Here's our summary of key economic events overnight that affect New Zealand, with news the end-of-year and pre-holiday stresses don't seem to be easing.
But first, US retail sales took another dip last week although the decline was less than for the prior week.
Sentiment as measured by the Conference Board survey also dipped in December, down quite sharply from November. It is now at a four-month low. Current expectations may be weak, but the same people think things will be much better in the next six months.
November existing home sales actually came in at a softer level than was expected although October data was revised higher. But the current softness is probably because the inventory of homes for sale is at historic-low levels.
Also positive is the next regional Fed survey, this one from the Richmond Fed covering the Mid-Atlantic States. They posted a third straight month of quite strong activity.
But American data tracking major company bankruptcies show December filings at their worst for this month in nearly ten years. And the expectation is that a new wave of commercial landlords will be joining them soon.
Iron-ore prices are surging yet again as a landslide at a Brazilian iron-ore mine intensifies concerns about supply and Chinese demand runs hot. China is trapped in Australian supply, and authorities are warning of a severe bubble. And there is evidence of some pullback in yesterday's trade. Chinese coal prices are also very high, but authorities there wont back off the ban on Australian supply, even as electricity blackouts in a number of provinces grow, made worse by the winter conditions.
Yesterday we noted that an Indian company walked away from its South Korean carmaker, Ssang-Yong letting it slide into bankruptcy. Today we can note that a Chinese company did the same with its European subsidiary.
November retail sales in Australia came in far better than anyone expected. They were pretty average in October, but rose +7% from there to November when a flat rise was expected. In fact the November level is more than +13% higher than the same month in 2019, a huge make-up. Every category benefited. Not only was their Black Friday retail event a strong one, but the emergence from the Victorian lockdown also played a big part. (South Australia was in lockdown in November so they didn't really share in this boom.)
Wall Street is little-changed in early afternoon trade today. Overnight most European markets recovered much of yesterday's large falls, all up about +1.3%, although London only rose half that. These gains were on the basis that 'progress' was being made on Brexit. Yesterday, the Shanghai equity market finished down -1.9%, Hong Kong was -0.7% lower again and Tokyo closed a full -1.0% lower. Locally, the ASX200 closed down a substantial -1.1%, while the NZX50 Capital Index was up an impressive +1.9%.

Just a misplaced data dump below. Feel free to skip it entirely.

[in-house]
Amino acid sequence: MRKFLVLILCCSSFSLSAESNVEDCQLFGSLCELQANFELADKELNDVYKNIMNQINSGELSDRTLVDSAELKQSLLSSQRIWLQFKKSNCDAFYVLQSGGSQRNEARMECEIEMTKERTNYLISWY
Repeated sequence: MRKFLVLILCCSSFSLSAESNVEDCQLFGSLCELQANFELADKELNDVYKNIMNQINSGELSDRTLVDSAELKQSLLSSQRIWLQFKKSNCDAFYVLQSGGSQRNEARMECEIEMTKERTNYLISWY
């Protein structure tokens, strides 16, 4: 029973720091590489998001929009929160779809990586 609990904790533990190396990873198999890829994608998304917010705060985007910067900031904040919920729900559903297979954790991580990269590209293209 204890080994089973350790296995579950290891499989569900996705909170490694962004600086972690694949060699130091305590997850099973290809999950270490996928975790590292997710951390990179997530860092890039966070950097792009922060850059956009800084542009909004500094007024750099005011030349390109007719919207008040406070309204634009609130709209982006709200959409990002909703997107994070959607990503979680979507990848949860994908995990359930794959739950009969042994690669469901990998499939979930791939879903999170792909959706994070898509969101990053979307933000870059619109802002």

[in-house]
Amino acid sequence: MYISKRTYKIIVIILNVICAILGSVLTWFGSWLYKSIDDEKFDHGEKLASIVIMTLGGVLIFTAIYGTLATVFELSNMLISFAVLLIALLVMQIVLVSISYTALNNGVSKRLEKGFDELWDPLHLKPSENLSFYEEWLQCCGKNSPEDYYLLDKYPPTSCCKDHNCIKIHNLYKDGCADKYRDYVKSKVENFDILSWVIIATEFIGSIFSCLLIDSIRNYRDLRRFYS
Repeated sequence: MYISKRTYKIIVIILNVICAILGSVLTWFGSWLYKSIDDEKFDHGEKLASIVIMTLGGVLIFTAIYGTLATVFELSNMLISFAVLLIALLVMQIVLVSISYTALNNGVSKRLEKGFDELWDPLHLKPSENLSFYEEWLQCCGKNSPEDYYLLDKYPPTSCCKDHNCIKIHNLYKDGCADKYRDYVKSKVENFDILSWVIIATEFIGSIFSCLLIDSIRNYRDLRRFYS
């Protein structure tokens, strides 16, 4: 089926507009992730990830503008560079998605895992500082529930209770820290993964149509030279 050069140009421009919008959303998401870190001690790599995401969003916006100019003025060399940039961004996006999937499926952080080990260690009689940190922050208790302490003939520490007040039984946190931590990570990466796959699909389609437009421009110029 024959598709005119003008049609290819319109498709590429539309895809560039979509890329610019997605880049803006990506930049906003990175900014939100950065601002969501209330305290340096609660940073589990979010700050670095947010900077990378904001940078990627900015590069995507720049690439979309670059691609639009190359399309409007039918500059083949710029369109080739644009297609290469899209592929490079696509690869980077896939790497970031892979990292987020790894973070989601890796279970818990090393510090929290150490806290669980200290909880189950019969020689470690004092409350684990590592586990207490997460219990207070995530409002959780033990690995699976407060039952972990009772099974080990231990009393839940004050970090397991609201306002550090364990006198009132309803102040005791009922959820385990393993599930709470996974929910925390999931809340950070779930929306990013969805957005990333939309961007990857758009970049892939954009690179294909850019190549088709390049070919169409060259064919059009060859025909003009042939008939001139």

The latest global compilation of COVID-19 data is here. The global tally just keeps on rising, now at 77,557,000 and up +502,000 in one day. At this rate, we will top 100 mln in a month. It is very grim in Russia, the UK, Eastern Europe, Brazil, Turkey and Indonesia. It does seem to be easing further in Europe, although not in the UK, Sweden, or Germany. Global deaths reported now exceed 1,707,000 and up +10,000 since this time yesterday as death rates spike everywhere.
But the largest number of reported cases globally are still in the US, which rose +202,000 overnight for their tally to reach 18,498,000. The US remains the global epicenter of the virus. The number of active cases is still rising and now at 7,362,000 and that level is up +18,000 in one day, so more new cases more than recoveries. Their death total is up +2000 to 327,000. The US now has a COVID death rate of 986/mln and approaching the disastrous UK level (1004).
In Australia, their Sydney-based community resurgence seems to be being contained. There have now been 28,219 COVID-19 cases reported, and that is +21 more cases overnight. Parts of Sydney remain in lockdown. Other states have closed their borders. Now 139 of their cases are 'active' (+4). Their fast reaction might just be effective but the impact will linger. Reported deaths are unchanged at this stage at 908.
The UST 10yr yield will start today a little softer at just under 0.92%, a -2 bps slip. Their 2-10 rate curve is unchanged at +81 bps, their 1-5 curve is also unchanged at +28 bps, while their 3m-10 year curve is marginally steeper at +85 bps. The Australian Govt 10 year yield is another -3 bps lower at 0.95%. The China Govt 10 year yield is down -2 bps at 3.29%, while the New Zealand Govt 10 year yield is holding at just under 0.97%.
The price of gold is down -US$19 today at US$1864/oz. Silver is down proportionately much more at US$25.20/oz.
Oil prices have stayed lower and are now just over US$47/bbl in the US, while the international price is down to just over US$50/bbl.
And the Kiwi dollar is another -½c softer today at 70.4 USc and back where it was two weeks ago. Against the Australian dollar we are holding softer at 93.5 AUc. Against the euro we are unchanged at 57.8 euro cents. That means our TWI-5 is now at 72.2 and another small slip from this time yesterday.
The bitcoin price has settled at its new very high level and is now at US$23,386, a +0.8% rise from this time yesterday. The bitcoin rate is charted in the exchange rate set below.
This is our final 'normal' Breakfast Briefing of 2020. But we will now transition into our Holiday Briefings which will be published every business day until January 15, 2021. There won't be another "What happened today" update until Monday, January 18, 2021.
The easiest place to stay up with event risk today is by following our Economic Calendar here ».